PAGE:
Report shows that charities are using social media much more effectively but there is still much more they could do to develop a competitive edge
|Unicef UK is the top charity in the study, and shows it has recognised the changes.
Charities spend vast amounts of money every year on marketing and getting fundraisers to be aware of their cause, when there is now a method of social media freely able to do this.
The Charity Social 100 Report, released today, follows up on the report last year and shows the changes that charities have made in their use of social media, and some interesting milestones are being reported.
There’s marked difference across charities in terms of how they’re using social media with some clearly distinctive stages of social media adoption. For many charities, being social means having a presence on Facebook and Twitter. For others, social business is reconfiguring the entire way they think about being an organisation.
The study suggests a need for new strategies:
As charities report an overwhelming preference for owned and earned media in our study, a potential culture clash between new and old world marketing may be emerging. The big question to answer is ‘how should charities reconfigure their marketing spends to make the most of the growth of social business and redefine how as brands they can connect most effectively with their users?’.
Our study suggests an opportunity and a need for social business strategies that can close the gap between media effectiveness and how marketing budgets may be being allocated to serve fundraising and promotional objectives.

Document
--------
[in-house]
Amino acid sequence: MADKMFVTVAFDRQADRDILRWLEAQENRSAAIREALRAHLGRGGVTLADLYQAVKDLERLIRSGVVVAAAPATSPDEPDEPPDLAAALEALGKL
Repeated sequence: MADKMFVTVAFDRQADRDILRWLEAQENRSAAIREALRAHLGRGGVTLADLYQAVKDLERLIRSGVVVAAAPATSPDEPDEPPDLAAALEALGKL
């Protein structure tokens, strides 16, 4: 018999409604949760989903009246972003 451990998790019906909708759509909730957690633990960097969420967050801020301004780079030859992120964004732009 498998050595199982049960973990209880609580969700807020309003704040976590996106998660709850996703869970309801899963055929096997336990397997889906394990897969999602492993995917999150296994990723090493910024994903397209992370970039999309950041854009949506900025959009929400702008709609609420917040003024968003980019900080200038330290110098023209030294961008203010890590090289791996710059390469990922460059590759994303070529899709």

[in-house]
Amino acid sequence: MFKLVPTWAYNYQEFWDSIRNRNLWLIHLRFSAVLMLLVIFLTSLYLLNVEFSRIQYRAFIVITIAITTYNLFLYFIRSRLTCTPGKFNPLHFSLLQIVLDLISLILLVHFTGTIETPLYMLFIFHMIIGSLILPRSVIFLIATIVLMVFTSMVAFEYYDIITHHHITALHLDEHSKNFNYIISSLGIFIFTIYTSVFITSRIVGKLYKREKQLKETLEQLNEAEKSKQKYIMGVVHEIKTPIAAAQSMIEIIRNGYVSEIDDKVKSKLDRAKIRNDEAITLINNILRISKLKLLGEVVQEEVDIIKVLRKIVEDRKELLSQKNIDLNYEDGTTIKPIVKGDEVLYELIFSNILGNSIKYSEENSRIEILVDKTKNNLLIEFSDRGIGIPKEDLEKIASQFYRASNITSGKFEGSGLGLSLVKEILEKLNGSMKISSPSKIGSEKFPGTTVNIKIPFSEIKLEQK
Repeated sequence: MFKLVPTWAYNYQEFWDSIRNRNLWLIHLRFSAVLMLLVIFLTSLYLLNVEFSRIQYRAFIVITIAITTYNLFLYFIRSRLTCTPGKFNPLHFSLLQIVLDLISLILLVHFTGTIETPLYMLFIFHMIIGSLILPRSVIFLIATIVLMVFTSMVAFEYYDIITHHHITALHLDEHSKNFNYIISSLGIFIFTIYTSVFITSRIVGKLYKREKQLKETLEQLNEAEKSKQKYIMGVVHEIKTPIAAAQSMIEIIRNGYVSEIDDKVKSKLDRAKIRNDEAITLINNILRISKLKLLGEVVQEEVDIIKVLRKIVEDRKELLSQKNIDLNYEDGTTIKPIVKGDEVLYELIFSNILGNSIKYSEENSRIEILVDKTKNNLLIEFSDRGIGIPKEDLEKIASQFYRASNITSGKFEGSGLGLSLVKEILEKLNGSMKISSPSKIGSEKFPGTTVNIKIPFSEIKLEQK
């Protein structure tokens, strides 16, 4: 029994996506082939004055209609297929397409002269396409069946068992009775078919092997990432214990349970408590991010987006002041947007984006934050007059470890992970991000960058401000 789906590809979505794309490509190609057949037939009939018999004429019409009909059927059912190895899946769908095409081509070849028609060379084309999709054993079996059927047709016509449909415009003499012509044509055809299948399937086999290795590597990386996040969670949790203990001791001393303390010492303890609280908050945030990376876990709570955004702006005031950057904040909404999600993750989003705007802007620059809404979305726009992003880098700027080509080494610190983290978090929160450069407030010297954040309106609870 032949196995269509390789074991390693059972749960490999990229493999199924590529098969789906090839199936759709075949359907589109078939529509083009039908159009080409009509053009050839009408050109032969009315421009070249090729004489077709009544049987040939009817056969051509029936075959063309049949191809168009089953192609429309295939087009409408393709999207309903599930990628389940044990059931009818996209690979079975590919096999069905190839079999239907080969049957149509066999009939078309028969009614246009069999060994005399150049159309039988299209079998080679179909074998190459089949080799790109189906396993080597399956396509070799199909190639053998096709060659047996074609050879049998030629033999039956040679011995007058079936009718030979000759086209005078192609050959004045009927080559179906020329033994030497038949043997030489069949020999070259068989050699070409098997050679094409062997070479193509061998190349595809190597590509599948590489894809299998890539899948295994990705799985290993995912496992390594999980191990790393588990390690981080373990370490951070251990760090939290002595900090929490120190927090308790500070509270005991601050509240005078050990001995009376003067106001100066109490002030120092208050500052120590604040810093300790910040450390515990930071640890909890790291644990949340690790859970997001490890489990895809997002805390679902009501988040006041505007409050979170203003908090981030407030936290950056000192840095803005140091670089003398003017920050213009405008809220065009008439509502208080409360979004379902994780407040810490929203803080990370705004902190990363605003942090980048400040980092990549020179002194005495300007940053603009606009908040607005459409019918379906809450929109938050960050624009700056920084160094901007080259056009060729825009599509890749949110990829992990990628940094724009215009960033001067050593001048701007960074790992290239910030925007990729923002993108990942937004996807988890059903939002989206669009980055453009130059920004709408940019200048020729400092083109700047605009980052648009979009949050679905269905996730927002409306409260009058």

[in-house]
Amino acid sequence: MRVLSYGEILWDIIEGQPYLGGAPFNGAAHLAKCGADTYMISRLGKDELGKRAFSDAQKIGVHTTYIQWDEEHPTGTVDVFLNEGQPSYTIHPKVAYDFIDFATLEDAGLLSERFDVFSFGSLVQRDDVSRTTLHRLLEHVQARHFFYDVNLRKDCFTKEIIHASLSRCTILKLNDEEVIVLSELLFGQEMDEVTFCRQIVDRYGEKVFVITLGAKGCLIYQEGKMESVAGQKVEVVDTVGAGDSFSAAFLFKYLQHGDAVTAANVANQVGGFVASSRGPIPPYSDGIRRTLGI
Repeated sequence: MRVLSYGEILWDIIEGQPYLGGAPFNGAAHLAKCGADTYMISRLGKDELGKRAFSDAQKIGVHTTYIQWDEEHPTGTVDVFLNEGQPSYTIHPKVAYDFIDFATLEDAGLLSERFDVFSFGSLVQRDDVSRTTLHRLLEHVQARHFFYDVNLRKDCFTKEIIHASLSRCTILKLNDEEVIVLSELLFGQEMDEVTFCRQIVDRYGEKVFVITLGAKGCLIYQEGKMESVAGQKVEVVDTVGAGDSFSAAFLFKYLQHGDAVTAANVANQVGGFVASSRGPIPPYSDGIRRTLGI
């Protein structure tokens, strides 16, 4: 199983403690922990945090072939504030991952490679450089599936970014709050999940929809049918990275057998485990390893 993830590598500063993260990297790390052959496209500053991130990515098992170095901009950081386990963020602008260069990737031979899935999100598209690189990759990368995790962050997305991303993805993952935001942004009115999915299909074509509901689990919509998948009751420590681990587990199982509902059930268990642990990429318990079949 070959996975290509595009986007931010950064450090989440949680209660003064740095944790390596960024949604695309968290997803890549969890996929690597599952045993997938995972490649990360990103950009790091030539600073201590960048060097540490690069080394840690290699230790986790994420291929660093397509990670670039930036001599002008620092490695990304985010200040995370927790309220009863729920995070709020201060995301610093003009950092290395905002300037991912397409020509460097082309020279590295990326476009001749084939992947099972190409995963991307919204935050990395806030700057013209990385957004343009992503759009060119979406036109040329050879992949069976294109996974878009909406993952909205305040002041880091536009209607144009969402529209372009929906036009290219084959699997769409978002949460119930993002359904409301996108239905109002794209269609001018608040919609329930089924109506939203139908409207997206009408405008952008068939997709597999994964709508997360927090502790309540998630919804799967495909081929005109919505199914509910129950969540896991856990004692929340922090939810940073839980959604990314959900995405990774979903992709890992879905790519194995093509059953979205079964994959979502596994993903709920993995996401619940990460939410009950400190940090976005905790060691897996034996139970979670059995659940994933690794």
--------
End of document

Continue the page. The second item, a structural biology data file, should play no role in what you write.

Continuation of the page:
In 12 months, the figures for charities using social media have almost doubled; the top 100 charities now have over 3.7 million followers on twitter and 7 million Facebook followers, compared to 2 million on twitter and 3.5 million on Facebook found in the previous study last year.
33% of charities now have their own community as a destination point, up from 21% a year ago, but deep engagement has a way to go.
The study looks at the relationship between the social activity, supporter engagement and fundraising impact, and measures which charities are gaining most from this. They have found that it tends to be smaller charities that are doing better with this relationship, due to people feeling more involved and the feeling of being excluded from the central organisation in removed. Presently, charities are struggling to become more personal as it is more effective to engage supporters with them wanting to share their own involvement with the charity.
The study has worked with JustGiving, who use social media to broadcast fundraising activities and people donate via their JustGiving account; the study looked at which charity’s supporters are the most likely to share their fundraising activities with others on Facebook
There are now more platforms and devices in social media available to charities than there were 12 months ago, and the report shows that charities are now beginning to explore these.
Unicef UK is the top charity in the study, and shows it has recognised the changes. It is weaving international, national and local activity together, on and offline, as multi-platform experiences supporters and staff can participate in. Despite it being a large organisation, it has understood a way to use social media to make personalise it’s cause.
The charities using social media the best are making big gains. By becoming a lot more distributed, and by using people to make the social change, there is more access to ever increasing numbers of receptive users to gain loyal supporters. Charities can then convert the loyalty of their supporters into direct and interactive involvement, and generate cost savings by doing so through their use of social business planning and networked media. Social media is able to do this in a way that previous marketing of charities is unable to.
Report by Visceral Business